like to make a difference for the poor people of the world.” The other passengers looked intrigued as Mike Milbach, a friend of Randy’s parents, spoke up saying, “You don’t have to win the lottery to do that.”

The remark would have sounded condescending had he not continued in a kind tone with an invitation. “I am a member of the board of directors of a Seattle-based organization called Public Health International (PHI), and we are working in Ecuador to place drinking water systems in villages plagued by waterborne disease.” He further explained that he wanted to put us in contact with a friend who would be traveling to Ecuador to visit villages that were being considered for the installation of water systems. We exchanged email addresses, and the wheels in my mind began spinning. Did he mean that he wanted us to actually go to Ecuador? That was in South America, right?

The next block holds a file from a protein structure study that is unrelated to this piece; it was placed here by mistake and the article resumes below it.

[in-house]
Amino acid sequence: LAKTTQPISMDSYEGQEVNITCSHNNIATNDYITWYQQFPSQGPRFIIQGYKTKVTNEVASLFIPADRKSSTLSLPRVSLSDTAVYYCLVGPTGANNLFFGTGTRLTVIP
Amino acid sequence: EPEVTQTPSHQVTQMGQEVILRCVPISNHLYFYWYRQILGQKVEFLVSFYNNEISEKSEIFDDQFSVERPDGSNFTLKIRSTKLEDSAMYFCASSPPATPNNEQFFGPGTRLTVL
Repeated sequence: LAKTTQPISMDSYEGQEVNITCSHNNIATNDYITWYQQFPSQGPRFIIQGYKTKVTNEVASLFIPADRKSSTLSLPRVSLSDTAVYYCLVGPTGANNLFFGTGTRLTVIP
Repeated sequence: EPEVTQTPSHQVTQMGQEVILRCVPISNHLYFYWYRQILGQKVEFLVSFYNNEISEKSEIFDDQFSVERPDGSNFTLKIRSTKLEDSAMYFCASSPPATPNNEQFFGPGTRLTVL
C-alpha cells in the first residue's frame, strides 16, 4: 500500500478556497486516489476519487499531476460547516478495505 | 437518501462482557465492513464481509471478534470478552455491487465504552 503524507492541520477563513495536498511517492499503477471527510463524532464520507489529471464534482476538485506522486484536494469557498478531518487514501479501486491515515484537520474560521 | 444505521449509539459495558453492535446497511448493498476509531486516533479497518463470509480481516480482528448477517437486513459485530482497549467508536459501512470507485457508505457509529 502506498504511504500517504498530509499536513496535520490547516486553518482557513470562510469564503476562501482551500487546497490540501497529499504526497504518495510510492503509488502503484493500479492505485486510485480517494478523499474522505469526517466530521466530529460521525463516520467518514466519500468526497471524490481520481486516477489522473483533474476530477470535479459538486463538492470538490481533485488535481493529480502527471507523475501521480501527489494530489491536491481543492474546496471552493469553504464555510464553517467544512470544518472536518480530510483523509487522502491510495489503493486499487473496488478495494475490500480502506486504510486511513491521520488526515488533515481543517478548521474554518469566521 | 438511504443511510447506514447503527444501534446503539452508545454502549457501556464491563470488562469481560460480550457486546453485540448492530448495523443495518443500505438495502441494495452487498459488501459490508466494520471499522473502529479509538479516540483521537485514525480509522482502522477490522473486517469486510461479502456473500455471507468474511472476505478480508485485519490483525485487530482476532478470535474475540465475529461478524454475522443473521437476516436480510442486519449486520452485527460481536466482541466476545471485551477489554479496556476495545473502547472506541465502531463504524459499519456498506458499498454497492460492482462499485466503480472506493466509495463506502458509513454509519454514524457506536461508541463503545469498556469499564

Within days of returning home I received an email from Mike’s friend, Frank, a civil engineer who indeed formally invited us to join him on a trip to visit some of the poorest villages of the Santa Elena peninsula in western Ecuador. Randy’s immediate reaction was, “No way! This is dangerous territory. There are civil wars, guerillas, banditos . . .” He mentioned various other scary things that I now refer to as “monsters under the bed.” But we knew that the resources God had given us were intended to be used for His purposes and, eager to put our faith into action, we offered to sponsor a water system. It was November of 2001, and we were on a plane bound for Ecuador, only a few months after the van ride in Mexico that had become the first of many stepping stones toward God’s ultimate plan for our lives. We fell in love with the Latin American culture. The simplicity of the lifestyle and the kind, gentle nature of the people were inspiring, as was the gratitude they felt for the little they had. We wondered how so many in our country could have so much and be so miserable, while the people of this country could be so poor, yet so content. We had not seen the suffering of Guatemala, so with our limited perspective, the poverty of Ecuador seemed extreme. The idea of living without indoor plumbing alone seemed like hell on earth to us.